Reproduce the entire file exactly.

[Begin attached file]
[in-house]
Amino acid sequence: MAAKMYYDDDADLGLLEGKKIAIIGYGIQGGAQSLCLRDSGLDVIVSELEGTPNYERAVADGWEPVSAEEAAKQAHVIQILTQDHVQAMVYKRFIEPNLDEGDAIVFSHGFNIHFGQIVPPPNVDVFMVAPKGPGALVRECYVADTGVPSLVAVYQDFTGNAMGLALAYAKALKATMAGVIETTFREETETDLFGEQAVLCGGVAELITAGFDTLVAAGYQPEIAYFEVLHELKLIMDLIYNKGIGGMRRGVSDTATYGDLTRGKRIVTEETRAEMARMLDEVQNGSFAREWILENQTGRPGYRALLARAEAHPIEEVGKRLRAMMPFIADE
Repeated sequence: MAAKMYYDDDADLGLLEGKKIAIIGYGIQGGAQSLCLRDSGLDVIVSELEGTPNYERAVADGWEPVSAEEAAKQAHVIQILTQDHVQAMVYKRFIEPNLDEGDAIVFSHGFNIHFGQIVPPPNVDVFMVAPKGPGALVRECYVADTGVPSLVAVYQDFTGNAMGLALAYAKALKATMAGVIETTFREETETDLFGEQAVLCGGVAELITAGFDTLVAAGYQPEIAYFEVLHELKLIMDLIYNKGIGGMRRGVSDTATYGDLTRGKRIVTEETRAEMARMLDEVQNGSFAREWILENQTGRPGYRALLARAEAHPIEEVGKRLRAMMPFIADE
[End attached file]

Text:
[in-house]
Amino acid sequence: MAAKMYYDDDADLGLLEGKKIAIIGYGIQGGAQSLCLRDSGLDVIVSELEGTPNYERAVADGWEPVSAEEAAKQAHVIQILTQDHVQAMVYKRFIEPNLDEGDAIVFSHGFNIHFGQIVPPPNVDVFMVAPKGPGALVRECYVADTGVPSLVAVYQDFTGNAMGLALAYAKALKATMAGVIETTFREETETDLFGEQAVLCGGVAELITAGFDTLVAAGYQPEIAYFEVLHELKLIMDLIYNKGIGGMRRGVSDTATYGDLTRGKRIVTEETRAEMARMLDEVQNGSFAREWILENQTGRPGYRALLARAEAHPIEEVGKRLRAMMPFIADE
Repeated sequence: MAAKMYYDDDADLGLLEGKKIAIIGYGIQGGAQSLCLRDSGLDVIVSELEGTPNYERAVADGWEPVSAEEAAKQAHVIQILTQDHVQAMVYKRFIEPNLDEGDAIVFSHGFNIHFGQIVPPPNVDVFMVAPKGPGALVRECYVADTGVPSLVAVYQDFTGNAMGLALAYAKALKATMAGVIETTFREETETDLFGEQAVLCGGVAELITAGFDTLVAAGYQPEIAYFEVLHELKLIMDLIYNKGIGGMRRGVSDTATYGDLTRGKRIVTEETRAEMARMLDEVQNGSFAREWILENQTGRPGYRALLARAEAHPIEEVGKRLRAMMPFIADE